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Infant Fentanyl Syndrome

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It is widely known that women who abuse drugs or alcohol during pregnancy may be causing irreversible damage to the fetus they are carrying. Recent findings have discovered a pattern in babies who endured a pregnancy where the mother was addicted to fentanyl, and the results have been astonishing.

Ten babies whose mothers reported using fentanyl during pregnancy were all said to be born with similar distinct features. (All ten babies themselves also tested positive for fentanyl when born.) All ten babies tested negative for Smith Lemley Opitz syndrome, a genetic condition that has similar effects on babies.

Below are the features which presented in all ten babies:

  • Smaller heads
  • Clubbed, conjoined toes
  • Cleft palate
  • Short, broad thumbs
  • Drooping eyelids
  • Upturned noses
  • Undersized lower jaws
  • Single palmar crease

All about Fentanyl

Fentanyl, a potent synthetic opioid drug, is used in the medical arena as a painkiller and an anesthetic. Fentanyl is similar to morphine in that they both act as pain relievers, but dissimilar in that it is actually 50 to 100 times more potent. Fentanyl is also widely misused on the street, as it causes pleasurable immediate after-effects such as a euphoric ‘high,’ a sense of calm, or relief from debilitating pain. It can be taken via a pill/capsule, injection, transdermal patch, nasal sprays, or eye droppers.

Unfortunately, there are also adverse side effects when misusing fentanyl for a prolonged period, some of which are dangerous. Some of the adverse side effects of abusing fentanyl include drowsiness, confusion, nausea, constipation, breathing issues, sedation, and unconsciousness. Another unfortunate outcome of self-medicating or using fentanyl is overdose. Fentanyl overdose occurs when such a high dose is taken that breathing slows and ultimately stops, resulting in too little oxygen reaching the brain. This is also known as hypoxia, a dangerous condition that can lead to death.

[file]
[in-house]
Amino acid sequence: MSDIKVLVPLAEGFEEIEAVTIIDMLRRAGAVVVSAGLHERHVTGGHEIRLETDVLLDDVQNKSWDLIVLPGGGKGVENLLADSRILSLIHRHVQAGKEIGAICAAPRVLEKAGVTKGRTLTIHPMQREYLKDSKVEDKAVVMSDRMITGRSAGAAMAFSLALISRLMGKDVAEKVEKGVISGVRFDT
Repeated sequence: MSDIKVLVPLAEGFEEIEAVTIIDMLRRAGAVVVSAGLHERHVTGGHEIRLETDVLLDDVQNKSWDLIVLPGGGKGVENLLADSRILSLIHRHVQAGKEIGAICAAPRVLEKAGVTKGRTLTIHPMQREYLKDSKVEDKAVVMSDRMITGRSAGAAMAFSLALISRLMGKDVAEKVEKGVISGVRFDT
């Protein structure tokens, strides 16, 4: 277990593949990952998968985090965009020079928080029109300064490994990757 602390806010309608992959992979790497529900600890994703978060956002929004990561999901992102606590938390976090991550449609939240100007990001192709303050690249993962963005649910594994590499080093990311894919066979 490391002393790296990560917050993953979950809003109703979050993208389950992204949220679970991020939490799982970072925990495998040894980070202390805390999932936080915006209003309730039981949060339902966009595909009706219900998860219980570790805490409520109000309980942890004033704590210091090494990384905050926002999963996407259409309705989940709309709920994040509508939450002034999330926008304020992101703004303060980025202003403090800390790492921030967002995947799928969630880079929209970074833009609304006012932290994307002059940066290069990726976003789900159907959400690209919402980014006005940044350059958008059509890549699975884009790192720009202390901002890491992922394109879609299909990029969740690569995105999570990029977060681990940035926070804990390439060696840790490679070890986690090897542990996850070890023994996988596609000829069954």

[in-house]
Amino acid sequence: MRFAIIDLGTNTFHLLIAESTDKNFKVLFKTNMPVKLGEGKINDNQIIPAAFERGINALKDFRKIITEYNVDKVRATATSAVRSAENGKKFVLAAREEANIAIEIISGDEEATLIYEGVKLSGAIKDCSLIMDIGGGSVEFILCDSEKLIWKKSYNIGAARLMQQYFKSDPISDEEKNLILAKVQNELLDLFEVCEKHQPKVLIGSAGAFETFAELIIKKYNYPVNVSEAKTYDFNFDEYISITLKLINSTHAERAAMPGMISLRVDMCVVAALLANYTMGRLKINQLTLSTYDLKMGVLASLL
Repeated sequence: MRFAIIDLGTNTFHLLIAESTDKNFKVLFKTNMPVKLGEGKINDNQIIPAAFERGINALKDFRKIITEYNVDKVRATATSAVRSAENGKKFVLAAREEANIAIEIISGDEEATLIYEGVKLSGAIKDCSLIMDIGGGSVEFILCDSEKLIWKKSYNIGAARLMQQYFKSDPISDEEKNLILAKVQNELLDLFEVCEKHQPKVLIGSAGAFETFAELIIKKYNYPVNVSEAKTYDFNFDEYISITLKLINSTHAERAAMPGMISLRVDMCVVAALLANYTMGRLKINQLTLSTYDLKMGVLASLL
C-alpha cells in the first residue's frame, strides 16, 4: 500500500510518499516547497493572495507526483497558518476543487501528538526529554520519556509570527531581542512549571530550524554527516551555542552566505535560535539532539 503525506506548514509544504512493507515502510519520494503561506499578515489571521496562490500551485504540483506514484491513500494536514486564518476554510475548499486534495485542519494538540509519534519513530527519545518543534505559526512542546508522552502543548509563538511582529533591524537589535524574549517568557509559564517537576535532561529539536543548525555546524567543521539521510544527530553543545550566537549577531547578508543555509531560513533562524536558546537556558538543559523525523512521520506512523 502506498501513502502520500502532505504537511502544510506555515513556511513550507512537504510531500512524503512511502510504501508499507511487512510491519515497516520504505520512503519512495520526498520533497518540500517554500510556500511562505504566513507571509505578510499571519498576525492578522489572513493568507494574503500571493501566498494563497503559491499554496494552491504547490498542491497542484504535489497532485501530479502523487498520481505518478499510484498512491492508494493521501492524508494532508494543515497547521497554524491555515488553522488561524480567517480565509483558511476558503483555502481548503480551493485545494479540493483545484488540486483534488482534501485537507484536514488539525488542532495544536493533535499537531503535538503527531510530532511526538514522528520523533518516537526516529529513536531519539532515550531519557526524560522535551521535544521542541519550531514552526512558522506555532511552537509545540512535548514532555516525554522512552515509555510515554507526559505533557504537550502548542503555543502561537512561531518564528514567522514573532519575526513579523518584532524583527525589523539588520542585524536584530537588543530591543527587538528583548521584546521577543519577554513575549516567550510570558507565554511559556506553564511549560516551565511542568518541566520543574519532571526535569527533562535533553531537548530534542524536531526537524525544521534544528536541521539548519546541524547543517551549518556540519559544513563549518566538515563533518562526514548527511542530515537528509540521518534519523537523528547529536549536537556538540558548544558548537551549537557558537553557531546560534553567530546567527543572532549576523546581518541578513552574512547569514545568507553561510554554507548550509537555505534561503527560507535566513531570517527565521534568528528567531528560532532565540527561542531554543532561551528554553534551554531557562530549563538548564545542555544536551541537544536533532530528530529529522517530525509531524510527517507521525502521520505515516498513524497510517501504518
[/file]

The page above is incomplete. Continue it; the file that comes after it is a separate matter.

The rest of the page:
Science and Research

The discovery was made by Eric Waldman, a genetic counselor at Nemours Children Health, examining a baby born with congenital deformities in August 2022. He remembered having seen the distinct features earlier the same year. Altogether, six babies with Infant Fentanyl Syndrome were identified at Nemours Children’s Health in Wilmington, Delaware.

As of today, there is no definite research that proves the connection between fentanyl and the syndrome that has been identified in all ten babies. The babies all tested positive for fentanyl, but since some of the mothers were using other illicit drugs, it’s difficult to pin fentanyl as the definite cause of the syndrome. Additionally, fentanyl can be laced with other illegal substances that the user is unaware that they are consuming at all, making the study more complex.

Early findings have hypothesized that fentanyl causes disruptions to cholesterol metabolism, similar to the way Smith Lemley Opitz syndrome is developed in babies during pregnancy. The next step in the research process would be to examine the effects of fentanyl and whether or not it can cause damage to cholesterol metabolism. Research will also have to uncover how much fentanyl the womb must be exposed to in order to cause Infant Fentanyl Syndrome, and why some babies who are exposed to fentanyl in the womb are born with these defects while others are not.

The Future of Children Born With Infant Fentanyl Syndrome

The ten children in the study have a long road ahead of them. Predictably, they will need intense physical and occupational therapy to help them function like normal children. Because their joints aren’t fully formed, they will have trouble walking and holding things, among other developmental and physical issues.